Maternal and Newborn Health
Our team aims to improve the health situations of women of reproductive age, pregnant women, and newborns. By increasing registration for antenatal care visits amongst women who are pregnant, preventing mother-to-child transmission of HIV and other infectious diseases, encouraging breastfeeding, and building capacity amongst antenatal and post-natal caregivers to increase maternal and child survival rates, we have assisted in improving health outcomes for mothers and their children.
Sub-Saharan Africa remains the region with the highest under-5 mortality rate in the world, with one child in 13 dying before their fifth birthday, according to the World Health Organization.
We strive to end preventable child deaths through a broad array of interventions, focusing on child survival through malaria control, water and sanitation, integrated management of childhood illnesses, managing immunization coverage, improving nutrition and access to supplies, and behavior change communication.
Our programs combine these interventions to achieve the most widespread success in improving the lives of children under 5. Through our malaria-control efforts on Bioko Island in Equatorial Guinea, under-5 mortality on the island vastly decreased through strategic interventions.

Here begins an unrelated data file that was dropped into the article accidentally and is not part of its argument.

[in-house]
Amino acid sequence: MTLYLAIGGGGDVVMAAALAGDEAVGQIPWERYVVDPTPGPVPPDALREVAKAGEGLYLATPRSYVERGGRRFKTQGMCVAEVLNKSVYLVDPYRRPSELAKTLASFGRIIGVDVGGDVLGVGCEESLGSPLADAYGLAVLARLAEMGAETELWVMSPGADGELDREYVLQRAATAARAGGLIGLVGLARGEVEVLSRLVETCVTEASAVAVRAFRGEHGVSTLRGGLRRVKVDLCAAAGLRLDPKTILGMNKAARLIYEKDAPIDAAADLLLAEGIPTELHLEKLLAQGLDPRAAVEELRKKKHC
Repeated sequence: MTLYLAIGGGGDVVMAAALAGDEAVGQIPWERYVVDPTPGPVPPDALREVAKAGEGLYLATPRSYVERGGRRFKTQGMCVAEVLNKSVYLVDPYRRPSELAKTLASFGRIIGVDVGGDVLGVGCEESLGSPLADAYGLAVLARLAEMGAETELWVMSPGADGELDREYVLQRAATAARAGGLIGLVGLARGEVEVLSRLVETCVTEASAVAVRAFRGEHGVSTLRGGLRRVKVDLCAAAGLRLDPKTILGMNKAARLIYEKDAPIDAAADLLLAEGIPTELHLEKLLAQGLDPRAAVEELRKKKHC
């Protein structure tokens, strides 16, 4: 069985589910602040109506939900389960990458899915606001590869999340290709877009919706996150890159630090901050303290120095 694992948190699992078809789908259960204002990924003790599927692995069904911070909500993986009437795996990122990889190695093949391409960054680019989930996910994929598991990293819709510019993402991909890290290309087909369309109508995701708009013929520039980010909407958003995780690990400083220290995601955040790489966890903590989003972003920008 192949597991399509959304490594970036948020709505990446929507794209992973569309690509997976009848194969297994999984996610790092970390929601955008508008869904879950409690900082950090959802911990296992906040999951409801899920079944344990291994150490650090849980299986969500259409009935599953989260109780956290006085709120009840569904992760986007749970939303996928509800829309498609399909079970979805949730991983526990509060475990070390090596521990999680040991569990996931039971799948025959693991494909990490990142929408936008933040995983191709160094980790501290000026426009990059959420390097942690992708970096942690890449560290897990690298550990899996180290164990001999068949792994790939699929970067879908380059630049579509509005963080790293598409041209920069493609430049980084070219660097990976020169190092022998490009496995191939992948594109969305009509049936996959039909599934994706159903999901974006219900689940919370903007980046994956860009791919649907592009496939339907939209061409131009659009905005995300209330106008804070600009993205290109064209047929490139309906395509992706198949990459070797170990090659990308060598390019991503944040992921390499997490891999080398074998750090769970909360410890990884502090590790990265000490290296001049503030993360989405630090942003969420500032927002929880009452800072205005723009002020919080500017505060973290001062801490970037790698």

Such efforts reduced the malaria parasite prevalence in 2- to 14-year-olds from 45% in 2004 to 20% in 2020, and reduced all-cause mortality among children under 5 by 63%.
By making it easier for women to plan if, or when, they have children, greatly increases successful birth outcomes and their families’ health. Our team has provided family planning counseling and supplies to women in rural communities with limited access to health facilities.
We integrated family planning services with water and sanitation interventions as well as with other maternal, newborn, and child health projects. Mass media campaigns, mass contraceptive distribution, and community mobilization have also allowed us to improve access to quality family planning services and inform communities about safe reproductive health practices.
Our performance-based financing projects sought to improve the quality of care in health facilities that provide maternal, newborn and children health services. This was done by monitoring and evaluating the performance of health facilities and determining the compensation of health providers based on the quantity and quality of care provided.